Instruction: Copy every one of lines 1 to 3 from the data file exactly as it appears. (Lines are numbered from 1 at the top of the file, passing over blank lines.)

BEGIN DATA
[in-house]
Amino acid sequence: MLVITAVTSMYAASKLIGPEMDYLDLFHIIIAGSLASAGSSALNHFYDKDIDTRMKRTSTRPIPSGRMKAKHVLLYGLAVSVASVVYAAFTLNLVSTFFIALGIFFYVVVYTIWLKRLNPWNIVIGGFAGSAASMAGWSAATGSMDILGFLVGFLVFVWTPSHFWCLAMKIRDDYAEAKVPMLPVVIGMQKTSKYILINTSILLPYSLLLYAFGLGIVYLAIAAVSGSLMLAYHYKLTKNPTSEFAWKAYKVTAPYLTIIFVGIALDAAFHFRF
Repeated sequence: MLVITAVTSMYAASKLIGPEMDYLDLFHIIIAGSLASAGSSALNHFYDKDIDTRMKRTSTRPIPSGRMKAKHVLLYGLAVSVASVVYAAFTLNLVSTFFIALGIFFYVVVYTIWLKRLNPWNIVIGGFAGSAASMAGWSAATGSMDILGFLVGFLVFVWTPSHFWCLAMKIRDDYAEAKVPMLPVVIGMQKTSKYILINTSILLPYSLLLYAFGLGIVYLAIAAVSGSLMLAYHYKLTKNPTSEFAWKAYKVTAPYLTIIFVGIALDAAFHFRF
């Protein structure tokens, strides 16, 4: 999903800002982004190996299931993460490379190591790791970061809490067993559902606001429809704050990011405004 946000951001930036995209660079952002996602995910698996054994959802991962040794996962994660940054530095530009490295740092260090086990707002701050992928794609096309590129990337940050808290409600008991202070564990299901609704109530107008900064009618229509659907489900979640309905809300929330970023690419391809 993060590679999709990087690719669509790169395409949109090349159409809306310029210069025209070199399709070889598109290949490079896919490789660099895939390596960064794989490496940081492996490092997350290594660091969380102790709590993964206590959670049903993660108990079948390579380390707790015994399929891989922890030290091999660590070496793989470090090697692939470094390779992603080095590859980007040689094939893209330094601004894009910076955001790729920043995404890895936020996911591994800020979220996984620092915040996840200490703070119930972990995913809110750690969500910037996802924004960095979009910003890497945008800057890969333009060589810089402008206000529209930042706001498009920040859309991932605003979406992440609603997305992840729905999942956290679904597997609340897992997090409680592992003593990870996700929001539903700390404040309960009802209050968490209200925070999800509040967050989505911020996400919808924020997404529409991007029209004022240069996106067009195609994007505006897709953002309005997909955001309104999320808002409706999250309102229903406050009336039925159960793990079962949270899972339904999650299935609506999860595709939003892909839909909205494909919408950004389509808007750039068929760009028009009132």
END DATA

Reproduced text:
[in-house]
Amino acid sequence: MLVITAVTSMYAASKLIGPEMDYLDLFHIIIAGSLASAGSSALNHFYDKDIDTRMKRTSTRPIPSGRMKAKHVLLYGLAVSVASVVYAAFTLNLVSTFFIALGIFFYVVVYTIWLKRLNPWNIVIGGFAGSAASMAGWSAATGSMDILGFLVGFLVFVWTPSHFWCLAMKIRDDYAEAKVPMLPVVIGMQKTSKYILINTSILLPYSLLLYAFGLGIVYLAIAAVSGSLMLAYHYKLTKNPTSEFAWKAYKVTAPYLTIIFVGIALDAAFHFRF
Repeated sequence: MLVITAVTSMYAASKLIGPEMDYLDLFHIIIAGSLASAGSSALNHFYDKDIDTRMKRTSTRPIPSGRMKAKHVLLYGLAVSVASVVYAAFTLNLVSTFFIALGIFFYVVVYTIWLKRLNPWNIVIGGFAGSAASMAGWSAATGSMDILGFLVGFLVFVWTPSHFWCLAMKIRDDYAEAKVPMLPVVIGMQKTSKYILINTSILLPYSLLLYAFGLGIVYLAIAAVSGSLMLAYHYKLTKNPTSEFAWKAYKVTAPYLTIIFVGIALDAAFHFRF